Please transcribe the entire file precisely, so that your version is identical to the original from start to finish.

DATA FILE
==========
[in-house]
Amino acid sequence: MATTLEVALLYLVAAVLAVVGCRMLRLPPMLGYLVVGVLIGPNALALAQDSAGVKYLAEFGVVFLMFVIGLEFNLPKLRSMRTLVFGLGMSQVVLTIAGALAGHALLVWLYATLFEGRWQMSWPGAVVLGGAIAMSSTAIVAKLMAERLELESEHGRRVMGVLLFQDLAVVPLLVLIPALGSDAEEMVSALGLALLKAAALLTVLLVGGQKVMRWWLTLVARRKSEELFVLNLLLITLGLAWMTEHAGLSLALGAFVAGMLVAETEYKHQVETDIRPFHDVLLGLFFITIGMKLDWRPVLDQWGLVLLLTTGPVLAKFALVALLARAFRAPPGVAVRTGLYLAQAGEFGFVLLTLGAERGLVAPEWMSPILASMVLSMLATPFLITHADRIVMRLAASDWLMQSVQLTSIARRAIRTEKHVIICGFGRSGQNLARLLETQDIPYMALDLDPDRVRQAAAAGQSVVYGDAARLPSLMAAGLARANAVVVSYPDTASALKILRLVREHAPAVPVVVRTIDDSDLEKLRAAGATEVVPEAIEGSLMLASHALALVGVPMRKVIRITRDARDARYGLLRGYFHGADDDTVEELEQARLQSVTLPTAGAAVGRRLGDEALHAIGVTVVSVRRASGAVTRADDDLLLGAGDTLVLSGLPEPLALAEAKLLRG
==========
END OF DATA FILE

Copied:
[in-house]
Amino acid sequence: MATTLEVALLYLVAAVLAVVGCRMLRLPPMLGYLVVGVLIGPNALALAQDSAGVKYLAEFGVVFLMFVIGLEFNLPKLRSMRTLVFGLGMSQVVLTIAGALAGHALLVWLYATLFEGRWQMSWPGAVVLGGAIAMSSTAIVAKLMAERLELESEHGRRVMGVLLFQDLAVVPLLVLIPALGSDAEEMVSALGLALLKAAALLTVLLVGGQKVMRWWLTLVARRKSEELFVLNLLLITLGLAWMTEHAGLSLALGAFVAGMLVAETEYKHQVETDIRPFHDVLLGLFFITIGMKLDWRPVLDQWGLVLLLTTGPVLAKFALVALLARAFRAPPGVAVRTGLYLAQAGEFGFVLLTLGAERGLVAPEWMSPILASMVLSMLATPFLITHADRIVMRLAASDWLMQSVQLTSIARRAIRTEKHVIICGFGRSGQNLARLLETQDIPYMALDLDPDRVRQAAAAGQSVVYGDAARLPSLMAAGLARANAVVVSYPDTASALKILRLVREHAPAVPVVVRTIDDSDLEKLRAAGATEVVPEAIEGSLMLASHALALVGVPMRKVIRITRDARDARYGLLRGYFHGADDDTVEELEQARLQSVTLPTAGAAVGRRLGDEALHAIGVTVVSVRRASGAVTRADDDLLLGAGDTLVLSGLPEPLALAEAKLLRG